Cecil the lion was killed by Walter Palmer, a Minnesota dentist who reportedly paid more than $50,000 for the hunt, and who took Cecil's head home as a trophy, according to The Washington Post. Now, Palmer is being sought by the Zimbabwean government for an illegal hunt-and-kill, though he claims that he believed the hunt was entirely legal. Both Palmer's professional guide and the landowner who helped lure Cecil out of his home in the Hwange National Park so that he could be killed are set to appear in court Wednesday on poaching charges. Palmer claims that he had no idea that Cecil was such a well-known and beloved big cat, and that ignorance shows why trophy hunting is never about conservation, as some hunters claim.
Palmer apparently has a well-documented history as a big-game hunter, and he's represented it proudly in newspapers such as the New York Times. He's killed a leopard, a rhino, a bear, buffalo, another lion, and even a polar bear, according to the Post. And unfortunately, this isn't the first time Palmer has been caught in a potentially illegal hunting situation. In 2008, he pleaded guilty to lying to the U.S. Fish and Wildlife Service about killing a black bear in Wisconsin. He told authorities that he shot the animal inside protected hunting grounds even though that wasn't true. He was sentenced one year of probation and fined close to $3,000, according to the Minneapolis Star Tribune.
What does all of this mean? It shows that Palmer has broken the law to hang another head on his wall, which is pretty terrifying. Hunting is often defended in the name of population control, and it often attempts to retain some kind of respect for resources and the environment by using the meat and skins of the animal. But trophy hunting — the kind that Palmer has broken world records doing — often doesn't do either of these things. In fact, Palmer and his two guides left behind Cecil's carcass after they cut off the lion's head. Further, scientists have predicted that lions could face extinction as soon as 2050, according to Scientific American, so there's no need for population control.
Given all of these facts — the ethics that many hunters live by, and the dwindling population of lions — why did Palmer, a seasoned hunter, claim not to know that the lion was beloved? Also, if he had so much experience with big-game hunting, why did he choose to continue hunting a species that is struggling to survive?
The simple answer is that he didn't care enough to research the facts, and that's the unfortunate truth behind a number of trophy hunts. This carelessness perfectly explains why trophy hunting can never be defended in the name of conservation. Palmer hasn't himself tried to defend this hunt as one done for conservation, which makes it easier to see it for what it was: a way for him to spend a lot of money on an exotic trip and then come home with a new, brag-worthy wall trophy. Jimmy Kimmel said it best when he questioned how someone could actually get joy out of shooting a lion to hang its head "over the fireplace in his man cave so his douchebag buddies can gather around it and drink scotch and tell him how awesome he is."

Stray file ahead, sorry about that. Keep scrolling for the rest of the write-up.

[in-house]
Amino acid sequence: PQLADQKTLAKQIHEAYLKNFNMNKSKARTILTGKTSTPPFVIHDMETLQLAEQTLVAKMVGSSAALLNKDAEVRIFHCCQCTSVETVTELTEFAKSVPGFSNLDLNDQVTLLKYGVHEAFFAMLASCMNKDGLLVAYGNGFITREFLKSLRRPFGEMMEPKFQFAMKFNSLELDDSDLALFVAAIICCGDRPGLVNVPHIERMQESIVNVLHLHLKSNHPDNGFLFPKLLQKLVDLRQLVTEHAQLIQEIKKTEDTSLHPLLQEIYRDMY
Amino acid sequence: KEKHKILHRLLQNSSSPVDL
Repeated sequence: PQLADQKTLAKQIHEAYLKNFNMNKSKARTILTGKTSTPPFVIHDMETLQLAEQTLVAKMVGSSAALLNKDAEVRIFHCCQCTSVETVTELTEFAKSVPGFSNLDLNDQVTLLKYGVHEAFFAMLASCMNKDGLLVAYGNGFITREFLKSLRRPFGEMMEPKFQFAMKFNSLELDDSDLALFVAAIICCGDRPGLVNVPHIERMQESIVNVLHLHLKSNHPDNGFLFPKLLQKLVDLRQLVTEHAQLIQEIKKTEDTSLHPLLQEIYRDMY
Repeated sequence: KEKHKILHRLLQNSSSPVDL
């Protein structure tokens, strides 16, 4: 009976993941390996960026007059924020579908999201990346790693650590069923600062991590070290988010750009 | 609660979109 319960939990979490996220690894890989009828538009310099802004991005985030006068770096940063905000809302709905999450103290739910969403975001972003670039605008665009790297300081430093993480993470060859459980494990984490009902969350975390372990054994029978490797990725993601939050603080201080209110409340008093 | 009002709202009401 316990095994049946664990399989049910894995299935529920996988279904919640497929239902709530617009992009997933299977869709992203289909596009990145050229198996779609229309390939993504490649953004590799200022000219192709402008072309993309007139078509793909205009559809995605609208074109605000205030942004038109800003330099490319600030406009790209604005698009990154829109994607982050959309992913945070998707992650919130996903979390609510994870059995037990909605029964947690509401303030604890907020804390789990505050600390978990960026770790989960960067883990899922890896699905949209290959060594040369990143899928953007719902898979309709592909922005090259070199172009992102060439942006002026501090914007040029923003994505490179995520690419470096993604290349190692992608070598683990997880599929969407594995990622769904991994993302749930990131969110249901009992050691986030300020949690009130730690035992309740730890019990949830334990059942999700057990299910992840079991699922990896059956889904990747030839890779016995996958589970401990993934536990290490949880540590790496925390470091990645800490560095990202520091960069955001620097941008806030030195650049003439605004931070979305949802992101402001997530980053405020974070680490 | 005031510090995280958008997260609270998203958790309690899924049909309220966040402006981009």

In other cases, though, it's harder to see through the intentions of trophy hunters. For example, Kendall Jones, the Texas cheerleader who posted photos on Facebook of her posing with endangered animals that she claimed she killed, defended herself from online threats with the argument that she was helping control the population of leopards that kill cattle in local villages, according to USA Today. But here, yet again, we see the same problem that can easily been seen in Palmer's case: Simply put, Jones doesn't know what she's talking about. Sure, maybe killing leopards helps local villages that are struggling to keep cattle populations alive. But what about the rhinos, zebras, lions, and even elephants that she's killed? (I've never heard of zebras attacking people, and most rhinos and lions live in protected parks.)
The answer is in the Facebook photos Jones posted. Hunting is nothing more than a way for her to boast about taking down big animals with a high-powered rifle and brand herself as a badass cheerleader with a "wild side." As further proof that she cared more about her image than the animals, she signed a deal with the Sportsman Channel to do a show about her badassness, according to USA Today. If she actually cared about conservation and wanted to stand up against poaching, you think she would've been a bit more humble and self-reflective after a hunt.
In 2006, the New York Times investigated a series of poaching attacks and unlicensed big-game hunts in the Northwest. Jim Kropp, the wildlife law enforcement chief for Montana, described trophy hunters' attitudes toward big-game hunting as "a fixation on possessing or obtaining trophy-class animals":
People will go to any length to have these things in their possession. It’s big antlers and big egos.
And that's honestly what it comes down to. Trophy hunters — especially big-game hunters with money — will go to almost any length or dollar amount to bring home a brag-worthy head. The death of Cecil shows that trophy hunters often don't care about the impacts of their hunts. When they actually claim to be aware of the impacts, like in Jones' case, their claims are buried beneath the mile-wide grins they sport while standing over an animal's dead body.
Images: Bryan Orford/YouTube